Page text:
I realized, though, that to take part in that conversation, I would have to be honest. How could I talk about other people’s sexuality and not talk about my own? How could I fully support LGBTQIA+ people if I wasn’t willing to admit that I was one?

That’s another reason I came out.

And finally, of course: Why do I say that I am pansexual? Because it’s the truth.

I was lucky, growing up. My ignorance protected me. That unspoken assumption that everyone is bisexual allowed me never to consider that there could be anything different, wrong, or broken about me, and so I was saved the inner torture that so many (less ignorant, more self-aware) have faced. I never had to consider that there might be something wrong with me until I had already reached the point where I knew that in fact, no—there is nothing wrong with me. I’m pansexual, and that’s not wrong, broken, or even extremely different.

In listening to other people’s accounts of themselves—especially gay and lesbian people who had wished and tried and failed to change their orientations—I slowly, reluctantly, began to believe that monosexuality exists. And I knew that if there are monosexual people, I’m not one of them. And so it wasn’t until relatively recently—very late in the day, I know—that I realized that I had anything to come out about at all. Once I did know, though, I also knew that staying quiet—making my sexuality a permanent secret and a fear—was not a healthy option for me. And I knew that I didn’t have to stay quiet.

And that’s why I came out.

Note: Though I came out because I want to help in promoting LGBTQIA+ causes and because I want to be publicly honest about myself, I want to reiterate that no one should ever feel pressured to make the same choice. If you are considering coming out, only do so if it is what you want to do, not because you feel forced into it by others telling you that you owe it to “the cause” or “the truth.” You don’t owe such a personal decision to anyone but yourself.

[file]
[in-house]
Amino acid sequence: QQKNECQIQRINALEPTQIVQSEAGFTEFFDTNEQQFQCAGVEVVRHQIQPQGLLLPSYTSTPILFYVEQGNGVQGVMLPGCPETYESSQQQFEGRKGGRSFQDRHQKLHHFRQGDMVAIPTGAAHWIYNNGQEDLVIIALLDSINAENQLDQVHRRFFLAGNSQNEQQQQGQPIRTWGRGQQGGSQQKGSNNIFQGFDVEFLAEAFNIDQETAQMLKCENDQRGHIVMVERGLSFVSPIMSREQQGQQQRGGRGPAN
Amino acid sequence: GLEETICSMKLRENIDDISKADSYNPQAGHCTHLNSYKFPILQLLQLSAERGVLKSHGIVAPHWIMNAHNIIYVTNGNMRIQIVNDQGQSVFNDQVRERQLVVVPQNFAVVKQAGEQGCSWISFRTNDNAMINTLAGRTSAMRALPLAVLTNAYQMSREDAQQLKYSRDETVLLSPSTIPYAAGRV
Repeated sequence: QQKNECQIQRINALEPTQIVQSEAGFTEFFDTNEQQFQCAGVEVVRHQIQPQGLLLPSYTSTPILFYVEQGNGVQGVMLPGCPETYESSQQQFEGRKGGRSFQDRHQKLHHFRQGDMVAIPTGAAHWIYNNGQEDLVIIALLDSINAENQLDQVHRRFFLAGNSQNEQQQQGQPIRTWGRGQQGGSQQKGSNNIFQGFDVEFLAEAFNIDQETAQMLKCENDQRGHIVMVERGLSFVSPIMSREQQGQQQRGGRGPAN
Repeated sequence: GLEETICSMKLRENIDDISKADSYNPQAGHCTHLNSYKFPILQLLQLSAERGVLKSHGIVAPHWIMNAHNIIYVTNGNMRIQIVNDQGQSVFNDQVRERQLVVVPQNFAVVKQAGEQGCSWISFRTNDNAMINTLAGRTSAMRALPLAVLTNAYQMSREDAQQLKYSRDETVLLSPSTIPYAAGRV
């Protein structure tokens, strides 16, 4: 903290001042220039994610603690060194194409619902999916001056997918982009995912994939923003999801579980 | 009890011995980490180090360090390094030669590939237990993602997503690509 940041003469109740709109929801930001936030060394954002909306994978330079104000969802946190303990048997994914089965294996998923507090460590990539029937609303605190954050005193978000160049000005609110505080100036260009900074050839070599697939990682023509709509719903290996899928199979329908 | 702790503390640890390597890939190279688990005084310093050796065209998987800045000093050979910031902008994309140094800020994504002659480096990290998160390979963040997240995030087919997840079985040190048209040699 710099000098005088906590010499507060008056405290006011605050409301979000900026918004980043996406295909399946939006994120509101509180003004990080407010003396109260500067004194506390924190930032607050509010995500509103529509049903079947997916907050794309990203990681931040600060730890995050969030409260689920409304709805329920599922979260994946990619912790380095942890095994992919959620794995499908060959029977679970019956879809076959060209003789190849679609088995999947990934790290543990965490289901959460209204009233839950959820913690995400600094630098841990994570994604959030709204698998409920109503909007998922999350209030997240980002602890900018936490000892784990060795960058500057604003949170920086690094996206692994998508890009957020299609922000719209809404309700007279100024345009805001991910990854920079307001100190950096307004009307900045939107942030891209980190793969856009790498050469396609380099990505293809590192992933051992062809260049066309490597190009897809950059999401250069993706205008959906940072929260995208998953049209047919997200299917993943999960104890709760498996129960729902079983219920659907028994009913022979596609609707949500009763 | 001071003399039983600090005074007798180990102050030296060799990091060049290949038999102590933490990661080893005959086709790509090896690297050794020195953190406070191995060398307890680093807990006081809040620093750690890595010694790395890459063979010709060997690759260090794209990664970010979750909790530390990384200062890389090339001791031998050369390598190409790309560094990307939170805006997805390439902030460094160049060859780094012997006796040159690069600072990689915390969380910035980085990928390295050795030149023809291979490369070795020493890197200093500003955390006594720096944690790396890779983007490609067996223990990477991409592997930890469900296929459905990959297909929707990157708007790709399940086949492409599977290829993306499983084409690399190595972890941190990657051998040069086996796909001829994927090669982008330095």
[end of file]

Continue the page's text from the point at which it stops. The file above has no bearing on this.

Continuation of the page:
Also, one other point—you may have noticed that I’ve used “pansexual” and “bisexual” interchangeably here. There are (sometimes heated) debates over which is the preferable term. To me, though, they mean basically the same thing—non-monosexual. “Pansexual” is a term that is more deliberate in acknowledging the existence of intersex, genderqueer, or otherwise gender-nonconforming people. (Of course, this doesn’t mean that “bisexual” people exclude intersex or genderqueer people—not at all—it’s only a linguistic gesture, not a difference in nature or practice.) “Bisexual” is a term that is more widely known and easily recognized. I will sometimes use “pansexual” in speaking about myself individually and “bisexual” to reference non-monosexual people as a group. But I’m fine with “bisexual” for myself as an individual, too, and I’ll use it sometimes when I want to be more quickly understood.

[Photo credit: rhoftonphoto via photopin cc (cropped and resized)]